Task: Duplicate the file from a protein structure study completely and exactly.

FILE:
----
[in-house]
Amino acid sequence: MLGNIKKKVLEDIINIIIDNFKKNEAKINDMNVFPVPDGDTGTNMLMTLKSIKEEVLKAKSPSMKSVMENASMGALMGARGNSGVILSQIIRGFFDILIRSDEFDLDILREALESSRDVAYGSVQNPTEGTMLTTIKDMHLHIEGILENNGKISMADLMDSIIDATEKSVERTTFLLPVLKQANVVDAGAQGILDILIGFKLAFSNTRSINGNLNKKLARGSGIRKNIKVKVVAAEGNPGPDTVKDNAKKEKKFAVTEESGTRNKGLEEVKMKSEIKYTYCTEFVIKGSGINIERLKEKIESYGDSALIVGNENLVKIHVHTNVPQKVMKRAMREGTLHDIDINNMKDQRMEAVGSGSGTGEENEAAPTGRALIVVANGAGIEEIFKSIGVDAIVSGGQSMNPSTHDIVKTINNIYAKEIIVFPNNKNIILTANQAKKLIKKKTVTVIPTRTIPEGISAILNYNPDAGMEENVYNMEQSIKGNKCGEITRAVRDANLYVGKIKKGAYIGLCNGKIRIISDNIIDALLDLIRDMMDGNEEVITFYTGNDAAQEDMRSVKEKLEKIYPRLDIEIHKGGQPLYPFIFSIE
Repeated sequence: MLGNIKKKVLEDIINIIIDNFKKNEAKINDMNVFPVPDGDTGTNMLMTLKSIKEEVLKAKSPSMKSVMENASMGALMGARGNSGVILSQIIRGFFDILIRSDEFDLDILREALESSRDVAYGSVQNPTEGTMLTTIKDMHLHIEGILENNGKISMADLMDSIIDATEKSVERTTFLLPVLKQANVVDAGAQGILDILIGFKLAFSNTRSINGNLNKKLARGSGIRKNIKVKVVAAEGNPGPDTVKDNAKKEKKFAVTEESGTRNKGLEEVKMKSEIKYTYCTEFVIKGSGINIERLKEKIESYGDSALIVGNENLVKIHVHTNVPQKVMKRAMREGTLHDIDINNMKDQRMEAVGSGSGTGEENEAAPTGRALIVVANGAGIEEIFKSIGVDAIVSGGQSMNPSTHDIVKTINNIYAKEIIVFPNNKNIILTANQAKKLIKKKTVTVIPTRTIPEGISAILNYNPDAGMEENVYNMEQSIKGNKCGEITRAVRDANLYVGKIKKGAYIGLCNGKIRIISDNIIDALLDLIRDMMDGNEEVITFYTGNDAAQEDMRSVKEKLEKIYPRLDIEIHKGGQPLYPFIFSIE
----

[in-house]
Amino acid sequence: MLGNIKKKVLEDIINIIIDNFKKNEAKINDMNVFPVPDGDTGTNMLMTLKSIKEEVLKAKSPSMKSVMENASMGALMGARGNSGVILSQIIRGFFDILIRSDEFDLDILREALESSRDVAYGSVQNPTEGTMLTTIKDMHLHIEGILENNGKISMADLMDSIIDATEKSVERTTFLLPVLKQANVVDAGAQGILDILIGFKLAFSNTRSINGNLNKKLARGSGIRKNIKVKVVAAEGNPGPDTVKDNAKKEKKFAVTEESGTRNKGLEEVKMKSEIKYTYCTEFVIKGSGINIERLKEKIESYGDSALIVGNENLVKIHVHTNVPQKVMKRAMREGTLHDIDINNMKDQRMEAVGSGSGTGEENEAAPTGRALIVVANGAGIEEIFKSIGVDAIVSGGQSMNPSTHDIVKTINNIYAKEIIVFPNNKNIILTANQAKKLIKKKTVTVIPTRTIPEGISAILNYNPDAGMEENVYNMEQSIKGNKCGEITRAVRDANLYVGKIKKGAYIGLCNGKIRIISDNIIDALLDLIRDMMDGNEEVITFYTGNDAAQEDMRSVKEKLEKIYPRLDIEIHKGGQPLYPFIFSIE
Repeated sequence: MLGNIKKKVLEDIINIIIDNFKKNEAKINDMNVFPVPDGDTGTNMLMTLKSIKEEVLKAKSPSMKSVMENASMGALMGARGNSGVILSQIIRGFFDILIRSDEFDLDILREALESSRDVAYGSVQNPTEGTMLTTIKDMHLHIEGILENNGKISMADLMDSIIDATEKSVERTTFLLPVLKQANVVDAGAQGILDILIGFKLAFSNTRSINGNLNKKLARGSGIRKNIKVKVVAAEGNPGPDTVKDNAKKEKKFAVTEESGTRNKGLEEVKMKSEIKYTYCTEFVIKGSGINIERLKEKIESYGDSALIVGNENLVKIHVHTNVPQKVMKRAMREGTLHDIDINNMKDQRMEAVGSGSGTGEENEAAPTGRALIVVANGAGIEEIFKSIGVDAIVSGGQSMNPSTHDIVKTINNIYAKEIIVFPNNKNIILTANQAKKLIKKKTVTVIPTRTIPEGISAILNYNPDAGMEENVYNMEQSIKGNKCGEITRAVRDANLYVGKIKKGAYIGLCNGKIRIISDNIIDALLDLIRDMMDGNEEVITFYTGNDAAQEDMRSVKEKLEKIYPRLDIEIHKGGQPLYPFIFSIE